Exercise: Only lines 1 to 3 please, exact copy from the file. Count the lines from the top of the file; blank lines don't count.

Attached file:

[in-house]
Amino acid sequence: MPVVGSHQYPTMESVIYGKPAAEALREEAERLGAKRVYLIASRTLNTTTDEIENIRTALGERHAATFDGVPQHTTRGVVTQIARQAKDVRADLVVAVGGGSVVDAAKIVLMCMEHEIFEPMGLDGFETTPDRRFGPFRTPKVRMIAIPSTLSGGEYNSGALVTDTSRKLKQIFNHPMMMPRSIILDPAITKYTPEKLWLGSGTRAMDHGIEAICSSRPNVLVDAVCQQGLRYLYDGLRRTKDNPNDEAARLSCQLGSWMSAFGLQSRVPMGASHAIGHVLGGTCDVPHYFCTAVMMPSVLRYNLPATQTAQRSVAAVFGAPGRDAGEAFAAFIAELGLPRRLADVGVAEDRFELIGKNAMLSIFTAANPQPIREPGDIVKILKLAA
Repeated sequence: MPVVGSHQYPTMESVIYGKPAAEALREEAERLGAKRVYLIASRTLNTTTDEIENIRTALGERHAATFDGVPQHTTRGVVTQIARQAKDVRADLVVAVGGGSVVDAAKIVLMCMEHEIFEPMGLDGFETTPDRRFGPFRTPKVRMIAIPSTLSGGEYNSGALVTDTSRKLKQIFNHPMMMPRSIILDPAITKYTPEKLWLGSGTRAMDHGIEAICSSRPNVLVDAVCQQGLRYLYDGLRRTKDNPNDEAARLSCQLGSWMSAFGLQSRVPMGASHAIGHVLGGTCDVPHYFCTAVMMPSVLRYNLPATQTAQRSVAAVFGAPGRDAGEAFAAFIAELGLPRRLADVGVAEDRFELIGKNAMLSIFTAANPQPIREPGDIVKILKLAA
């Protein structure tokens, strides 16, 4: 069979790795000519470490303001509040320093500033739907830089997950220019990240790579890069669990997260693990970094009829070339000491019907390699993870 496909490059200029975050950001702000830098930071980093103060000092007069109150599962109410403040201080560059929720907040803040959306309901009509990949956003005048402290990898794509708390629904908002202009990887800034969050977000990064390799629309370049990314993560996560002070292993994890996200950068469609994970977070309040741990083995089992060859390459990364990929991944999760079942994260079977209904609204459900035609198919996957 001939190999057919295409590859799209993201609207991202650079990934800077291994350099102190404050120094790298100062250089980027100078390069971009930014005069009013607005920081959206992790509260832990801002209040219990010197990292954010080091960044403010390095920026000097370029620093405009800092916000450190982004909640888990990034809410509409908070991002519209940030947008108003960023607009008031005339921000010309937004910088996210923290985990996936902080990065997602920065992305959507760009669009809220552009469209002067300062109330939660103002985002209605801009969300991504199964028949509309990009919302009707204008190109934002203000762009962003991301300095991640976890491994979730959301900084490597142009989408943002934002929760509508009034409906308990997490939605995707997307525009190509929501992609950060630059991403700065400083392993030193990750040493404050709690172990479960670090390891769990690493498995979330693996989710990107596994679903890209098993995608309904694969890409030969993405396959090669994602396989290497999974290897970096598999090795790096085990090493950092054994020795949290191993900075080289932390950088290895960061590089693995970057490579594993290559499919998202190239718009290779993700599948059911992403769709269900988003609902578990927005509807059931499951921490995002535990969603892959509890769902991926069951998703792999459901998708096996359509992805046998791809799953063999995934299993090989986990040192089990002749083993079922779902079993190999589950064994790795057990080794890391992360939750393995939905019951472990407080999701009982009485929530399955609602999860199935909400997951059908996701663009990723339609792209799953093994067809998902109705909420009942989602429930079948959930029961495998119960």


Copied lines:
[in-house]
Amino acid sequence: MPVVGSHQYPTMESVIYGKPAAEALREEAERLGAKRVYLIASRTLNTTTDEIENIRTALGERHAATFDGVPQHTTRGVVTQIARQAKDVRADLVVAVGGGSVVDAAKIVLMCMEHEIFEPMGLDGFETTPDRRFGPFRTPKVRMIAIPSTLSGGEYNSGALVTDTSRKLKQIFNHPMMMPRSIILDPAITKYTPEKLWLGSGTRAMDHGIEAICSSRPNVLVDAVCQQGLRYLYDGLRRTKDNPNDEAARLSCQLGSWMSAFGLQSRVPMGASHAIGHVLGGTCDVPHYFCTAVMMPSVLRYNLPATQTAQRSVAAVFGAPGRDAGEAFAAFIAELGLPRRLADVGVAEDRFELIGKNAMLSIFTAANPQPIREPGDIVKILKLAA
Repeated sequence: MPVVGSHQYPTMESVIYGKPAAEALREEAERLGAKRVYLIASRTLNTTTDEIENIRTALGERHAATFDGVPQHTTRGVVTQIARQAKDVRADLVVAVGGGSVVDAAKIVLMCMEHEIFEPMGLDGFETTPDRRFGPFRTPKVRMIAIPSTLSGGEYNSGALVTDTSRKLKQIFNHPMMMPRSIILDPAITKYTPEKLWLGSGTRAMDHGIEAICSSRPNVLVDAVCQQGLRYLYDGLRRTKDNPNDEAARLSCQLGSWMSAFGLQSRVPMGASHAIGHVLGGTCDVPHYFCTAVMMPSVLRYNLPATQTAQRSVAAVFGAPGRDAGEAFAAFIAELGLPRRLADVGVAEDRFELIGKNAMLSIFTAANPQPIREPGDIVKILKLAA